Saving is a decision by people to postpone their consumption

  • Saving is disposable income that is not spent
  • There are many ways in which money can be saved ranging from accounts in bank and building society accounts to savings in pensions and the stock market
  • The savings ratio is the % of disposable income saved rather than spent e.g. if a person has an annual income of £25,000 and saves £2500 of this, then the savings ratio is 10%
  • A high savings ratio (other factors remaining equal) lowers consumption and aggregate demand 

What factors affect how much of their income people save?

  1. Real interest rate on savings deposits – i.e. the return on savings adjusted for inflation
  2. Expectations of future income and job security / all linked to consumer confidence
  3. Availability of credit – borrowing to finance extra spending counts as dis-saving
  4. Taxation of saving e.g. tax efficient savings schemes and tax relief on occupational pensions such may encourage people to put away more of their disposable income
  5. The need to save to repay debt – e.g. property owners stuck in negative equity where their house is worth less than their mortgage debt or families that need to cut their debts on credit cards
  6. A need to save to build up a deposit for a mortgage, pay school and university fees, and save for retirement in an occupational pension scheme
  7. The availability of savings institutions such as banks and our trust in those institutions. The UK government guarantees deposits in UK banks but in other countries including Cyprus in 2013, large-scale depositors were hit by an unexpected tax as part of the Cyprus emergency bail-out.

Evaluating the importance of saving for an economy

Decisions by people and by businesses about how much to save have a powerful effect on economic performance – here are some reasons:

  1. Corporate savings provide a cushion during a recession when demand and profits fall. Business savings can be used as finance for takeovers and for capital investment projects
  2. Savings by families flow into financial institutions
    • Banks need deposits as capital from which they can lend. Many small businesses have complained about the difficulty in getting loans in the aftermath of the global financial crisis
    • Savings flow into pension funds – these can be reinvested in stock markets providing funds for businesses that need to raise capital to finance expansion plans.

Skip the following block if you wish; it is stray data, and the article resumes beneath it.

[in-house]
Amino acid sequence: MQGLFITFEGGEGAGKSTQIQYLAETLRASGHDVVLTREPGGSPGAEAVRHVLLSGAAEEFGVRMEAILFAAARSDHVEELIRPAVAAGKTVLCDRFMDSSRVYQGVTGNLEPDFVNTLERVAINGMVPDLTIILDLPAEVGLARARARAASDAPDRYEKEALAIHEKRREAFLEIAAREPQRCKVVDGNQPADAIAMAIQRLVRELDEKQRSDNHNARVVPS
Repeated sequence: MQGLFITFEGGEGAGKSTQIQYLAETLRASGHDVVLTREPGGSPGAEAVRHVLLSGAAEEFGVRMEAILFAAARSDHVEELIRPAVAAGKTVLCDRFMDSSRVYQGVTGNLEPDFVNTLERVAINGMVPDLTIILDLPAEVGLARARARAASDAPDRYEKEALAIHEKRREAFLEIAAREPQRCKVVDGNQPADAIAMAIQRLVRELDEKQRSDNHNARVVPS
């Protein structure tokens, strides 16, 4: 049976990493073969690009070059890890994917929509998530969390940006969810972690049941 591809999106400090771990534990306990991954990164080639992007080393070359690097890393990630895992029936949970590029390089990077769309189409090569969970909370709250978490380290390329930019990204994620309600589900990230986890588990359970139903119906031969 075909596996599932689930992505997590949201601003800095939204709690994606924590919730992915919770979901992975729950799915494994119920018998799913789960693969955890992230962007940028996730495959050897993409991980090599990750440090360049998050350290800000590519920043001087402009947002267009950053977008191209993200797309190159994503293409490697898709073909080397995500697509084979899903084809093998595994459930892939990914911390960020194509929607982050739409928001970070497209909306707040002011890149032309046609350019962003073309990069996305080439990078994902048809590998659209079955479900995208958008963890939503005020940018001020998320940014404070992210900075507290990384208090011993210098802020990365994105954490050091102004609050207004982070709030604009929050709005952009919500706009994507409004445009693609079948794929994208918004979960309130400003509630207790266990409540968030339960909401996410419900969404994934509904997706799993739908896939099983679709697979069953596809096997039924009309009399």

3. Savings provide a source of household wealth and a buffer against uncertain times allowing people to smooth out their consumption when times are tough. They allow people to reduce debts and save to allow a reasonable standard of living during retirement.

The Paradox of Thrift

  • The paradox of thrift is an important idea from Keynesian economics. Saving is regarded as positive because it provides the funds to finance the capital investment needed to promote long-term growth
  • But if many people start saving more at the same time, this causes a drop in consumer demand and an even deeper recession
  • What might be rational and virtuous for an individual might be damaging for the economy as a whole

Household savings ratio for European Union countries

Savings rate of households in selected countries worldwide 2009-2013
% of disposable income            

France 15.6 16.4 15.9 16.2 15.7 15.4
Sweden 11.2 11 8.3 10 12.1 12.2
Switzerland 11.7 11.4 11.3 12.7 13.6 13.4
Germany 11.7 10.9 10.9 10.4 10.3 9.9
Spain 13.5 17.8 13.1 11 4.4 7
Belgium 11.7 13.3 10.1 8.8 9.6 9.8
Portugal 7.1 10.9 10.2 10 12.2 12.5
Norway 3.7 6.6 6.1 7.8 8.5 8.7
Ireland 5.5 9.8 7 5.4 5.2 5
Austria 11.5 11.2 9.1 7.4 7.4 8.2
Hungary 2.7 4.8 5.4 5.1 1.9 2.4
Japan 2.2 2.4 2.1 2.9 0.8 0.8
United Kingdom 3.2 6.6 6.6 6 6.8 5.8
Czech Republic 4.8 6.8 6.8 4.9 5.9 4.4
Poland 0.8 6.8 5.9 3.5 2.6 1
United States 5.4 4.7 5.1 4.2 5.6 4.5
Canada 3.9 4.9 4.8 3.5 5 5
Italy 8 7.1 5.3 4.3 3.6 4.3
Netherlands 5.9 5.6 3.4 5 4.1 4.4
Slovakia 2.2 1.6 5.7 4.8 3 2.5
Finland 0 4.2 3.3 1.1 1.1 1.9
Denmark -3.3 0.2 -1 -0.6 -0.7 -1.1
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